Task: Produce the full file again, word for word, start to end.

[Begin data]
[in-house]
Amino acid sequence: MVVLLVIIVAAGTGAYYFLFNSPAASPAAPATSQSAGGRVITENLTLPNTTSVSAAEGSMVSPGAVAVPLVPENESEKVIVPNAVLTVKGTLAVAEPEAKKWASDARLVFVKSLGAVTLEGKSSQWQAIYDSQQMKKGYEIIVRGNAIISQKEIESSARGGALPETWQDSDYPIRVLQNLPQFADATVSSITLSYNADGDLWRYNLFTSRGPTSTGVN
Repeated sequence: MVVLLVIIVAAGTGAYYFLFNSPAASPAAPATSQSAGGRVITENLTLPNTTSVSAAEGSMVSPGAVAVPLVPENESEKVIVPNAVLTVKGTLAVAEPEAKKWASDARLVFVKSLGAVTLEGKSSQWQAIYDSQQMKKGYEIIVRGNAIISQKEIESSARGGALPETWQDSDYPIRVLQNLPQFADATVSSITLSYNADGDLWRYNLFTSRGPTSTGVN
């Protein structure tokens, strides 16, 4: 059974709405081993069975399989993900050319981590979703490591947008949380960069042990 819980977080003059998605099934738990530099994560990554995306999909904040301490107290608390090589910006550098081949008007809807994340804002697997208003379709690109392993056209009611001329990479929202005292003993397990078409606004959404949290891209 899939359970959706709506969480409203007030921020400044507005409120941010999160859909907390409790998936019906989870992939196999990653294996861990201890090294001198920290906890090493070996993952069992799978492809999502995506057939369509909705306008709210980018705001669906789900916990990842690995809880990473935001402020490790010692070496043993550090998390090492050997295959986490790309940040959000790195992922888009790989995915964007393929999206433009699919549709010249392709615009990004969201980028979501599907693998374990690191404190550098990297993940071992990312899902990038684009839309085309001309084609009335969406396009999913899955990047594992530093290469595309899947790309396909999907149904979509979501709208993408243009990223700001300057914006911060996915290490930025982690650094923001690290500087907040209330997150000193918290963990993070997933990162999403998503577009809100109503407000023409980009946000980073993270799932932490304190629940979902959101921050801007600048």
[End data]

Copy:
[in-house]
Amino acid sequence: MVVLLVIIVAAGTGAYYFLFNSPAASPAAPATSQSAGGRVITENLTLPNTTSVSAAEGSMVSPGAVAVPLVPENESEKVIVPNAVLTVKGTLAVAEPEAKKWASDARLVFVKSLGAVTLEGKSSQWQAIYDSQQMKKGYEIIVRGNAIISQKEIESSARGGALPETWQDSDYPIRVLQNLPQFADATVSSITLSYNADGDLWRYNLFTSRGPTSTGVN
Repeated sequence: MVVLLVIIVAAGTGAYYFLFNSPAASPAAPATSQSAGGRVITENLTLPNTTSVSAAEGSMVSPGAVAVPLVPENESEKVIVPNAVLTVKGTLAVAEPEAKKWASDARLVFVKSLGAVTLEGKSSQWQAIYDSQQMKKGYEIIVRGNAIISQKEIESSARGGALPETWQDSDYPIRVLQNLPQFADATVSSITLSYNADGDLWRYNLFTSRGPTSTGVN
């Protein structure tokens, strides 16, 4: 059974709405081993069975399989993900050319981590979703490591947008949380960069042990 819980977080003059998605099934738990530099994560990554995306999909904040301490107290608390090589910006550098081949008007809807994340804002697997208003379709690109392993056209009611001329990479929202005292003993397990078409606004959404949290891209 899939359970959706709506969480409203007030921020400044507005409120941010999160859909907390409790998936019906989870992939196999990653294996861990201890090294001198920290906890090493070996993952069992799978492809999502995506057939369509909705306008709210980018705001669906789900916990990842690995809880990473935001402020490790010692070496043993550090998390090492050997295959986490790309940040959000790195992922888009790989995915964007393929999206433009699919549709010249392709615009990004969201980028979501599907693998374990690191404190550098990297993940071992990312899902990038684009839309085309001309084609009335969406396009999913899955990047594992530093290469595309899947790309396909999907149904979509979501709208993408243009990223700001300057914006911060996915290490930025982690650094923001690290500087907040209330997150000193918290963990993070997933990162999403998503577009809100109503407000023409980009946000980073993270799932932490304190629940979902959101921050801007600048």